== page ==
Assisted living facilities face many challenges in their daily operations. From providing competent and compassionate resident care to managing employees and physical assets, these facilities rely on risk management strategies in order to thrive. Winter weather represents a time of year when long-term care facilities experience unique risks, including risks that put residents and staff in danger of injury. While assisted living facility insurance is designed to protect against many risks, winter conditions require special thought processes and preparation to mitigate hazards. Here’s how these facilities can continue to thrive even as the temperature drops in winter.
Winter-Related Hazards for Long-Term Care Facilities
It should come as no surprise that the leading risk in the winter months is that of slip and fall injuries due to snow and ice accumulation. When snow or ice is allowed to build up on exterior walkways, on steps, or in parking lots, everyone is at risk of injury – including residents, staff, and facility visitors. Care facilities should take the steps necessary to remove snow and ice, including sanding or salting walkways and shoveling or blowing snow away from entrances, steps, and paths.
No matter what time of year, elopement presents unique challenges to caregivers and facility staff. In freezing temperatures, however, a confused resident leaving the facility is at risk of serious, or even deadly, consequences. Prolonged exposure to cold can result in frostbite and hypothermia, negatively impacting residents’ health. If a resident should become lost in a winter storm after leaving the facility, he or she could perish. These winter-related tragedies can be avoided with a proactive approach to elopement risks. Staff members should ensure that door alarms are in working order, that video security systems are in place, and that exit doors are locked when applicable.
During patient transport, such as to another healthcare facility or for recreation, driving conditions in winter weather may be treacherous. When possible, staff and residents should avoid leaving the facility when snow and ice are in the forecast, unless such travel is for emergency purposes.
Driving conditions in the winter bring up another point about winter risks: emergency evacuations of facilities when there is a power or heating failure. Most healthcare organizations recommend sheltering in place during weather events, but in some cases, this may be impossible. Without adequate heating or electricity, residents may be unable to get the care they need, requiring evacuation to safer locations. Facility managers should have an emergency evacuation procedure in place long before winter weather approaches; failure to prepare in advance can have devastating effects on the health and safety of residents.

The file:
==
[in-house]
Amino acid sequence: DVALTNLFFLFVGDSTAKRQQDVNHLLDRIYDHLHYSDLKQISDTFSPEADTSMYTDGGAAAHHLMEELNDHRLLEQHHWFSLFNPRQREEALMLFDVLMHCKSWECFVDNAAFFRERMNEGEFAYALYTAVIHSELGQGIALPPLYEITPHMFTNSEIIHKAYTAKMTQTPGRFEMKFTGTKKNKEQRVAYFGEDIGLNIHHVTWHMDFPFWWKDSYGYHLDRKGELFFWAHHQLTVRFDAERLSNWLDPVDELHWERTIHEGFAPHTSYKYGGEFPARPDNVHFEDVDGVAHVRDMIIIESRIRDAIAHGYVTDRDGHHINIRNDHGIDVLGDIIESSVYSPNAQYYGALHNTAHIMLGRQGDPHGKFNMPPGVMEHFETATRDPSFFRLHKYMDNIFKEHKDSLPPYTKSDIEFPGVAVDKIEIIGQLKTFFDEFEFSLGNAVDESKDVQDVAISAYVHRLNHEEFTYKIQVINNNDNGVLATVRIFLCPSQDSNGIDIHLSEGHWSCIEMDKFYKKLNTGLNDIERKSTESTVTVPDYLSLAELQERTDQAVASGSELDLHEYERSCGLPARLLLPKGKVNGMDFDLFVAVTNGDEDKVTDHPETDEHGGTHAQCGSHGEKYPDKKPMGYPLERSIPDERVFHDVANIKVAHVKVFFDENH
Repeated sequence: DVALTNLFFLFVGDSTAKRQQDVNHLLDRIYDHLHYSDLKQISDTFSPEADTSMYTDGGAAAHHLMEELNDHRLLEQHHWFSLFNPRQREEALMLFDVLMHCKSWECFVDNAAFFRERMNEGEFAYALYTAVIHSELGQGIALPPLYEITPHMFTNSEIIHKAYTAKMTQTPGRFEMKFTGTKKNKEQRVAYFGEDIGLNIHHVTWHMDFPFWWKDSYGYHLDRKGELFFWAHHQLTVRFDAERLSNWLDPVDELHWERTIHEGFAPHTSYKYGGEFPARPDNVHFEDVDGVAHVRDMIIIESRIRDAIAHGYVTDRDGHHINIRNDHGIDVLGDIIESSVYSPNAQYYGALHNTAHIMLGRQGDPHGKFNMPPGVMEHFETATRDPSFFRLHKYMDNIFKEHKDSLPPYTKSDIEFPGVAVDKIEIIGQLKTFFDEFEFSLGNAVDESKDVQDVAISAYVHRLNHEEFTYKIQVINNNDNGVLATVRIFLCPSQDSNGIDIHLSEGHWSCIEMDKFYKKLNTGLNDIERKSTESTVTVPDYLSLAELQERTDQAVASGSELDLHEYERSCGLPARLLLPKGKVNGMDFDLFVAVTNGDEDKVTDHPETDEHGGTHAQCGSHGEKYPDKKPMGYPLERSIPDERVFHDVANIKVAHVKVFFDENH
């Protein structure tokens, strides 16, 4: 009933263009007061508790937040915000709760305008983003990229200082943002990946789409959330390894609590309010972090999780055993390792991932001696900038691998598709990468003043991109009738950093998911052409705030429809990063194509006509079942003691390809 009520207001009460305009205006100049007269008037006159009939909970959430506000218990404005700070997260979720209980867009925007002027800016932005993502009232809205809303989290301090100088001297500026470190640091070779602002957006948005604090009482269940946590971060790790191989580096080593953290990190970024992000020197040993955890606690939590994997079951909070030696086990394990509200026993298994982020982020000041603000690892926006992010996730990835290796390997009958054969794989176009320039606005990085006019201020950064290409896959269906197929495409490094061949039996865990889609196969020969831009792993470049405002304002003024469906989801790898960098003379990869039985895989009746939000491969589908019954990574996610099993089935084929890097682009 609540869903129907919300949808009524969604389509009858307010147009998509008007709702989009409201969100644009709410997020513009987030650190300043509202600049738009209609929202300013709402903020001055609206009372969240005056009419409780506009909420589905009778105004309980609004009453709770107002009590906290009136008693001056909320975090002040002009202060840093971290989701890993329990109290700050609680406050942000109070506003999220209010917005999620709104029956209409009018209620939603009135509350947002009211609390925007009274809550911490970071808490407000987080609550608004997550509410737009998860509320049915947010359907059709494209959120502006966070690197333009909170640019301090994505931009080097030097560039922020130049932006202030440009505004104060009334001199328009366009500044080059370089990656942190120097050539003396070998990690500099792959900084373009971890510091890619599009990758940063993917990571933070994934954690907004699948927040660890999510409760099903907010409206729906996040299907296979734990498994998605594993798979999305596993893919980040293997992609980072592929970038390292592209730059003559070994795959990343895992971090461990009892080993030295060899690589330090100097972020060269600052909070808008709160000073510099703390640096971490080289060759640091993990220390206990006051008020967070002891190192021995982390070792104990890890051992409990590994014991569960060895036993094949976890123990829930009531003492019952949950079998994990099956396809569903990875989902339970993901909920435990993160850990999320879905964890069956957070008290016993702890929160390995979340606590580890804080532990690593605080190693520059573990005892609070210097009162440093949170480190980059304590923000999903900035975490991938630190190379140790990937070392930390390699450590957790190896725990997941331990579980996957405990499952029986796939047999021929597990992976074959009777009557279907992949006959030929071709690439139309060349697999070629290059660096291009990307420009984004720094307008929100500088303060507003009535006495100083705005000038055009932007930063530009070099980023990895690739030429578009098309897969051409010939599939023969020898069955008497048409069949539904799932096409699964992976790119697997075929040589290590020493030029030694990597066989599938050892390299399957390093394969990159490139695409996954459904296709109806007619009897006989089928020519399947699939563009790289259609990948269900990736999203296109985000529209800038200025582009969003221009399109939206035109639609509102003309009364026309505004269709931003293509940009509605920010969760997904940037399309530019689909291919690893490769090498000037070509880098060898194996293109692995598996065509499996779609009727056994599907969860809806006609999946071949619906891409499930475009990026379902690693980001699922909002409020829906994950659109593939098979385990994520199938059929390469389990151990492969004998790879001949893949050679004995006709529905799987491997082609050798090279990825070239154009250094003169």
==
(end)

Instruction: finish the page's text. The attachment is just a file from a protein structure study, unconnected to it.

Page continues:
Preparation for Winter Conditions
As mentioned, assisted living facility managers should be prepared for winter-related challenges even before the season comes. This can include preparing emergency evacuation and inclement-weather procedures.
Staff should be adequately trained on the hazards winter weather brings. By training staff, this risk management process supplements the protection afforded by assisted living facility insurance. Training can include identifying hazards, providing care when infrastructure is compromised, and evacuation procedures, among many other topics.
If residents and staff must leave the facility for any reason during winter weather conditions, it is imperative that they are equipped with warm clothing and slip-resistant footwear. Again, the best practice is that travel should be avoided unless it is for emergency purposes.
Facility maintenance personnel have a duty to provide safe accommodations. By removing snow and ice from the premises, they can help to reduce slip and fall injuries of residents, staff members, and visitors to the facility. When all stakeholders are prepared for winter weather, those challenges can be more readily overcome, ensuring that residents and staff have safe places to live and work.
About Caitlin Morgan
Caitlin Morgan specializes in insuring assisted living facilities and nursing homes and can assist you in providing insurance and risk management services for this niche market. Give us a call to learn more about our programs at 877.226.1027.